New Details Emerge

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In the unfolding Maliki/Obama story, here are two new articles you should read. The first is in Monday’s New York Times. Though the headline is misleading (“Iraqi Premier Steps Back on U.S. Troops Comment”), the article itself is quite good. And it contains two key details.

First, any question of mistranslation or misunderstanding is put to rest. The interpreter was al Maliki’s, not Der Spiegel’s. And Der Spiegel provided the Times with a tape recording of the interview, which was then independently translated and confirmed the accuracy of the original Der Spiegel account.

There is also a more detailed explanation of the White House’s pressure on the Iraqi government (first reported in the Post) to walk back Maliki’s comments. The gist of the White House’s explanation is that the Iraqis and Maliki specifically were simply too unsophisticated to grasp the implications of Maliki’s remarks.

The key passage from the Times

The interview prompted immediate concern from the Bush administration, which called to seek clarification from Mr. Maliki’s office, American officials said.

Scott M. Stanzel, a White House spokesman with President Bush at his ranch in Crawford, Tex., said that embassy officials explained to the Iraqis how the interview in Der Spiegel was being interpreted, given that it came just a day after the two governments publicly announced an agreement over American troops.

“The Iraqis were not aware and wanted to correct it,” he said.

For those unconvinced by this wet-behind-the-ears theory of the remarks, AP Baghdad Bureau Chief Robert Reid portrays the controversy as part of the Maliki’s government’s effort to take the upper hand in negotiations with US over the future of the American military deployment in the country.

Writes Reid: “The goal is not necessarily to push out the Americans quickly, but instead give Iraqis a major voice in how long U.S. troops stay and what they will do while still there.” Key issues are “U.S. demands for extensive basing rights, control of Iraqi airspace and immunity from prosecution under Iraqi law for U.S. soldiers and private contractors.”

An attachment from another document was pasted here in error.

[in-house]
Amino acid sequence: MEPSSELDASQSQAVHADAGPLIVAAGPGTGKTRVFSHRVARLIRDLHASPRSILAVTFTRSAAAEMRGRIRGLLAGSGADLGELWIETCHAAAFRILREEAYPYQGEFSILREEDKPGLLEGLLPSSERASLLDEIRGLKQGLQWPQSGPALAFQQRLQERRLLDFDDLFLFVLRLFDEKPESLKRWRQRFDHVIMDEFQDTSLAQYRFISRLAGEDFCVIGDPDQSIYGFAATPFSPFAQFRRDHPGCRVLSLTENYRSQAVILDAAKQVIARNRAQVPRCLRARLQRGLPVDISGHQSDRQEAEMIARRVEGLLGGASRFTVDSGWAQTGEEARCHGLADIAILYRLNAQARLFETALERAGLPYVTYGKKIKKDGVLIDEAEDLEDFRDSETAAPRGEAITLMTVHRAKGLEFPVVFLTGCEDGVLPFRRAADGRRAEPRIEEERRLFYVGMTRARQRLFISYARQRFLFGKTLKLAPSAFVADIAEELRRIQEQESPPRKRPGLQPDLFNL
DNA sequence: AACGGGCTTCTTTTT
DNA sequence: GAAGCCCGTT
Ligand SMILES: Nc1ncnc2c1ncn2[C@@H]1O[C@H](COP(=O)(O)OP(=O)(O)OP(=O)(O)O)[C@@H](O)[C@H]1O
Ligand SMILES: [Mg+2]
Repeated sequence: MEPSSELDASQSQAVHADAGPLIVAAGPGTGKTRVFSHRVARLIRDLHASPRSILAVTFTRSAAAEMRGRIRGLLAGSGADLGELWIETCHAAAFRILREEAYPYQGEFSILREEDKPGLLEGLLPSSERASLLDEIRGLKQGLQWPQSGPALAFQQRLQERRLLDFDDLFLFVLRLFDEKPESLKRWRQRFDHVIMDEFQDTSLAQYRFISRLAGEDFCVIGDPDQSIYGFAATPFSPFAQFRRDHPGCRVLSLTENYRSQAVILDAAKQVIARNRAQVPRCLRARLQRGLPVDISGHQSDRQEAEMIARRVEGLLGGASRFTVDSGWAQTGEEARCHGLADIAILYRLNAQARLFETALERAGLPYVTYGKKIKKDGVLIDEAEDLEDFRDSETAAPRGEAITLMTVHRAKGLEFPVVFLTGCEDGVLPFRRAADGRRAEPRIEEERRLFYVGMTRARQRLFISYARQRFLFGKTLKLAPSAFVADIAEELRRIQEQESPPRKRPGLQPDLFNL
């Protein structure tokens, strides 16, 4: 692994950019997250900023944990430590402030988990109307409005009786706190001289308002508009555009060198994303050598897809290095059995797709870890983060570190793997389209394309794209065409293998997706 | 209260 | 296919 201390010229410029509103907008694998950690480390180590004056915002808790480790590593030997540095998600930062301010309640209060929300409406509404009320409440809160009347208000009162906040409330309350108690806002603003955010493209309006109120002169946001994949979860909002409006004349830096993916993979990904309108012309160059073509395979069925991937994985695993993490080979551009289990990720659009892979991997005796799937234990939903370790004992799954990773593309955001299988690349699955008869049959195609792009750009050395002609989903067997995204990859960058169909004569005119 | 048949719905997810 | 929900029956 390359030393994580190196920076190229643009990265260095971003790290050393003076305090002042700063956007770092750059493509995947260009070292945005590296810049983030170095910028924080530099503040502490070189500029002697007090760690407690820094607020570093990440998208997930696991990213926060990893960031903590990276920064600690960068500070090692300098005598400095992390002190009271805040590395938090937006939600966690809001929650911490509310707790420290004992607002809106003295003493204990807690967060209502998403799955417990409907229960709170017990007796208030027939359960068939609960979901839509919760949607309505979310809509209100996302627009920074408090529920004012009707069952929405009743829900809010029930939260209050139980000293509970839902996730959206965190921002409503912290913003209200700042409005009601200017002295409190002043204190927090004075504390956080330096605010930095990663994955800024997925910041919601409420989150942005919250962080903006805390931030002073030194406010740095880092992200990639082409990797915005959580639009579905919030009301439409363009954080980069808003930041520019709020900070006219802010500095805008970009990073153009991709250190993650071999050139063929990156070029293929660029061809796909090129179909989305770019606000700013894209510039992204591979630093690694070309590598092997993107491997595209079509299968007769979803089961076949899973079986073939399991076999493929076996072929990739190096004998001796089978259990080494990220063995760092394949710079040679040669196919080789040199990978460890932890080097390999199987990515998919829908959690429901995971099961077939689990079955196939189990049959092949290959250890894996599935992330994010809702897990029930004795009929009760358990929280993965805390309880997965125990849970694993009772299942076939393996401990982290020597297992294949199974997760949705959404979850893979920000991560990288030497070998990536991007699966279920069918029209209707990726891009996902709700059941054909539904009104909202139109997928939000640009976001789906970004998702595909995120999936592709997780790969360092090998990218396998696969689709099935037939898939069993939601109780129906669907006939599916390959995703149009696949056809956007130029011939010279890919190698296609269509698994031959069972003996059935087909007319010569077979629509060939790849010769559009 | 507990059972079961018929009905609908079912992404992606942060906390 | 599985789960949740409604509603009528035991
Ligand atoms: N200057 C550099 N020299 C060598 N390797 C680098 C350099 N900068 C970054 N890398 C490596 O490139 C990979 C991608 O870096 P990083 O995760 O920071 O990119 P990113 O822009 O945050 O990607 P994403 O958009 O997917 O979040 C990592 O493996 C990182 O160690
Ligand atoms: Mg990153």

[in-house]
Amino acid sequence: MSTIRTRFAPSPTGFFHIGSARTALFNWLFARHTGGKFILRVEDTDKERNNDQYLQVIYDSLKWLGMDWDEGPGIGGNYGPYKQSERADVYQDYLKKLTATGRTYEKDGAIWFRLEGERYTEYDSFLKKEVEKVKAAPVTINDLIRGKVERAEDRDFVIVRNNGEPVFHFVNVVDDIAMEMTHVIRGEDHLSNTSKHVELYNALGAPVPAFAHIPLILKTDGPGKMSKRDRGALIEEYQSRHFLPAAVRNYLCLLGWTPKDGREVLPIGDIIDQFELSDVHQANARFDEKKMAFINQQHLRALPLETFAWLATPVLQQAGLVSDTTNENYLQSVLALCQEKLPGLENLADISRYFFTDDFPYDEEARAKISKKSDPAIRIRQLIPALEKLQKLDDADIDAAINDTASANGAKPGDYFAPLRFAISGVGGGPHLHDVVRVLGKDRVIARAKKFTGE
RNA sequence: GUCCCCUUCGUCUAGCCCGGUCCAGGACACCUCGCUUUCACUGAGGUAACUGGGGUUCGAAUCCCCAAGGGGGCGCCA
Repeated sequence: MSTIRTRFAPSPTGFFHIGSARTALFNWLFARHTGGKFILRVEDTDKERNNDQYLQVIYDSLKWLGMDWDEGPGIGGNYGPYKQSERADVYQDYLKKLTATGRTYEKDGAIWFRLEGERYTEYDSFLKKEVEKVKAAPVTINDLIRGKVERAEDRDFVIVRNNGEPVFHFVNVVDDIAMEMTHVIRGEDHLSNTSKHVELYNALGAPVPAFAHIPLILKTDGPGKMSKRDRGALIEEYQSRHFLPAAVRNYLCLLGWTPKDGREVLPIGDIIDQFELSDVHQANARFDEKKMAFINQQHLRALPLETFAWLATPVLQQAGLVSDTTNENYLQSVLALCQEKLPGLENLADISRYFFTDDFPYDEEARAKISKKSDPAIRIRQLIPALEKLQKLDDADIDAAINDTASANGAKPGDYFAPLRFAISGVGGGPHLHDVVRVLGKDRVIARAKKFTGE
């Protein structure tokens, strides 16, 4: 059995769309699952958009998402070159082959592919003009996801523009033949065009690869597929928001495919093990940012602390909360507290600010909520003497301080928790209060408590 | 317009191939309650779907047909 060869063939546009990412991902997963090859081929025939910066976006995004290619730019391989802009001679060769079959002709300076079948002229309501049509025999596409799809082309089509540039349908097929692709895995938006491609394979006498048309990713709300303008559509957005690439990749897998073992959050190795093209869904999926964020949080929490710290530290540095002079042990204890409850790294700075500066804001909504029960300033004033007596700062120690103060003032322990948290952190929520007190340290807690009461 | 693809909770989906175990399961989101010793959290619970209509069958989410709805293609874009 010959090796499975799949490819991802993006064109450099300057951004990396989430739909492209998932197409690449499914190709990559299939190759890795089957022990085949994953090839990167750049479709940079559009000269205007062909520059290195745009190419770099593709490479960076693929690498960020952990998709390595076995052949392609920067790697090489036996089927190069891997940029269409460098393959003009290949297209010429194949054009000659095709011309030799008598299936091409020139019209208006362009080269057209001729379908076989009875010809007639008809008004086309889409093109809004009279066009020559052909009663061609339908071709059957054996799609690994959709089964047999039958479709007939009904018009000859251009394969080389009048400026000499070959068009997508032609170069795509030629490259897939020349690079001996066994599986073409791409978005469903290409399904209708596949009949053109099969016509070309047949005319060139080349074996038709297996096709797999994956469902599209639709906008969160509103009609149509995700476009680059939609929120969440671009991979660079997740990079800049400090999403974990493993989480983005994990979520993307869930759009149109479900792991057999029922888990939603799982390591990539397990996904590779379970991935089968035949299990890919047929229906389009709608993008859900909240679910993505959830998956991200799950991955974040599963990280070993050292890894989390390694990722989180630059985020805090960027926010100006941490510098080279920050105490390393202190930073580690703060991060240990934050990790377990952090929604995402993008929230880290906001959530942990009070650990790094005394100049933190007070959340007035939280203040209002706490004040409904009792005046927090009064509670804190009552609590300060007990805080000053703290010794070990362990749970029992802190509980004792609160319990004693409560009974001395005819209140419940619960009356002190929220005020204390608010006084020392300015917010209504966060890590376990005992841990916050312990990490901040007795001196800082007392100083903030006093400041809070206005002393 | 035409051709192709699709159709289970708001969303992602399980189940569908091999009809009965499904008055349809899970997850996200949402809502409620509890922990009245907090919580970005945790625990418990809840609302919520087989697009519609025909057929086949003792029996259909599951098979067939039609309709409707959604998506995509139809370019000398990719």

Part of Reid’s argument is that Maliki’s remarks are intended in part as bows to public opinion within Iraq. Indeed, this seems to be the Bush administration’s basic response to the imbroglio, that this isn’t so much Maliki speaking as Maliki playing to restive Iraqi public opinion.

But as others have argued, to the degree to which we are trying to foster a democracy in Iraq, it is a distinction without a difference. If an Iraqi leader must oppose a continuing US military presence in order to stay in power, then clearly the days of the US military presence in Iraq are numbered.

Any understanding of what is happening here has to begin by dismissing out of hand the White House’s ludicrous and insulting suggestion that Maliki didn’t realize what he was saying. I assume we’re all grown up enough to realize that Maliki didn’t just give Obama’s plan a thumbs-up for no other reason than that he thought it sounded like a good idea. As the Times notes, upon reviewing the taped interview in the original, it was Maliki and not the Spiegel interviewers who raised Obama’s name. There are, yes, various levels of nuance and jockeying. But what it comes down to is what it looked like at the start. The premise of John McCain’s campaign is that Obama’s timetable for withdrawal from Iraq shows his naivete and threatens to squander the improvements on the ground in the country. But Maliki, who is constantly presented as the embodiment of what we are trying to foster and build, disagrees. No amount of teeth-gnashing spin from the McCain camp will get around that fact.

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